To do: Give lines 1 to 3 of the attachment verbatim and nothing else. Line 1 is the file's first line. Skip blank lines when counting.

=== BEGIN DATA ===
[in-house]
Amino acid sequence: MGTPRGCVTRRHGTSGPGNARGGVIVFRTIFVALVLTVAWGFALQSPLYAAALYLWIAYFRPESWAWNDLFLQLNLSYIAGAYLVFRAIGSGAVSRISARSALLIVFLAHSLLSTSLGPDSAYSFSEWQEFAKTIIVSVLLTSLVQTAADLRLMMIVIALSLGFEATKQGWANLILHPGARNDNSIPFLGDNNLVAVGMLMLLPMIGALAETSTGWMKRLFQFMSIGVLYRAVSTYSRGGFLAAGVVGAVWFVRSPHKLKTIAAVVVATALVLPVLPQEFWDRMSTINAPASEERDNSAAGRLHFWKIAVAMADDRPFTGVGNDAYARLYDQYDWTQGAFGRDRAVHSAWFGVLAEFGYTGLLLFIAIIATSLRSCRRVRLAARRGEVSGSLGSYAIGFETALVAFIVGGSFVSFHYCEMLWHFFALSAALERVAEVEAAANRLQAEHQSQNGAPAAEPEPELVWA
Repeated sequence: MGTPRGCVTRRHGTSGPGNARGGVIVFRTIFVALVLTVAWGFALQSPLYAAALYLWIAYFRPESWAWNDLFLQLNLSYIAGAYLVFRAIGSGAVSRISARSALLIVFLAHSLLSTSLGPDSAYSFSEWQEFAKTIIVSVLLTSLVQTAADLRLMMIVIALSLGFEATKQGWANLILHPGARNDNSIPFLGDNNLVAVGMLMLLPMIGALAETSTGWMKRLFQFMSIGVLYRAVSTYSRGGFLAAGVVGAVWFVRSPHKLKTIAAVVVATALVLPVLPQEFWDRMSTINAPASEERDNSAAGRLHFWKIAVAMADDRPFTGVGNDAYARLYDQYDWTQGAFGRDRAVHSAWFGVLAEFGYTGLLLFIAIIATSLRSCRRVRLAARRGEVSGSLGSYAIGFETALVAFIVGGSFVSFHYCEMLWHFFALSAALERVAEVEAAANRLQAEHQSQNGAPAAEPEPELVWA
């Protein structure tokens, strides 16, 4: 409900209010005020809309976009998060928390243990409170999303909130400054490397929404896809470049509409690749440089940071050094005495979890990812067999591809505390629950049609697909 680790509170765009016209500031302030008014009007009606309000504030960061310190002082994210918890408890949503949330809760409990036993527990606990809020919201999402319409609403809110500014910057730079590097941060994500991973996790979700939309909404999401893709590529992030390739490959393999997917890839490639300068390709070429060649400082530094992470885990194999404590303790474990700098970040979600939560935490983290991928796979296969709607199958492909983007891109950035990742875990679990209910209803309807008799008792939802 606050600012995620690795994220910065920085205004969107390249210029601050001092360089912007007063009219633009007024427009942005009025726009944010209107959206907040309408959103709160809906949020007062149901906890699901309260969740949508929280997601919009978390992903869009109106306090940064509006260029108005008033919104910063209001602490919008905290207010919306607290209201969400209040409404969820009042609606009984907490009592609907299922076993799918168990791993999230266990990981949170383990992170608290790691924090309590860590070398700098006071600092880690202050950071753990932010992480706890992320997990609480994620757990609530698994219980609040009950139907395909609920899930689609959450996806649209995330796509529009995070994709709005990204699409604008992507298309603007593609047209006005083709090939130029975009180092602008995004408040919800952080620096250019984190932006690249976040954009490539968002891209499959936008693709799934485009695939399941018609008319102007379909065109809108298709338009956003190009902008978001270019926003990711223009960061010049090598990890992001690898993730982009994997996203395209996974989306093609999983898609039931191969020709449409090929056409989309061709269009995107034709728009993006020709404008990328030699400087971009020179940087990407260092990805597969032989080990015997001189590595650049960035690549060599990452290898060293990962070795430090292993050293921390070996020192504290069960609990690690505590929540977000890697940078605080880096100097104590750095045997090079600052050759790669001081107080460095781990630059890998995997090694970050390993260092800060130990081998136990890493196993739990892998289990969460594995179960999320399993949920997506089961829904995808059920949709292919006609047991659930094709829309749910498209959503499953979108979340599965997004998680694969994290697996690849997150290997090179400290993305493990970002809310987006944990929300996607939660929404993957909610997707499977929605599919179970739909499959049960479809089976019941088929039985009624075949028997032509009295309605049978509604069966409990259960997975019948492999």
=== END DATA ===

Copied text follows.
[in-house]
Amino acid sequence: MGTPRGCVTRRHGTSGPGNARGGVIVFRTIFVALVLTVAWGFALQSPLYAAALYLWIAYFRPESWAWNDLFLQLNLSYIAGAYLVFRAIGSGAVSRISARSALLIVFLAHSLLSTSLGPDSAYSFSEWQEFAKTIIVSVLLTSLVQTAADLRLMMIVIALSLGFEATKQGWANLILHPGARNDNSIPFLGDNNLVAVGMLMLLPMIGALAETSTGWMKRLFQFMSIGVLYRAVSTYSRGGFLAAGVVGAVWFVRSPHKLKTIAAVVVATALVLPVLPQEFWDRMSTINAPASEERDNSAAGRLHFWKIAVAMADDRPFTGVGNDAYARLYDQYDWTQGAFGRDRAVHSAWFGVLAEFGYTGLLLFIAIIATSLRSCRRVRLAARRGEVSGSLGSYAIGFETALVAFIVGGSFVSFHYCEMLWHFFALSAALERVAEVEAAANRLQAEHQSQNGAPAAEPEPELVWA
Repeated sequence: MGTPRGCVTRRHGTSGPGNARGGVIVFRTIFVALVLTVAWGFALQSPLYAAALYLWIAYFRPESWAWNDLFLQLNLSYIAGAYLVFRAIGSGAVSRISARSALLIVFLAHSLLSTSLGPDSAYSFSEWQEFAKTIIVSVLLTSLVQTAADLRLMMIVIALSLGFEATKQGWANLILHPGARNDNSIPFLGDNNLVAVGMLMLLPMIGALAETSTGWMKRLFQFMSIGVLYRAVSTYSRGGFLAAGVVGAVWFVRSPHKLKTIAAVVVATALVLPVLPQEFWDRMSTINAPASEERDNSAAGRLHFWKIAVAMADDRPFTGVGNDAYARLYDQYDWTQGAFGRDRAVHSAWFGVLAEFGYTGLLLFIAIIATSLRSCRRVRLAARRGEVSGSLGSYAIGFETALVAFIVGGSFVSFHYCEMLWHFFALSAALERVAEVEAAANRLQAEHQSQNGAPAAEPEPELVWA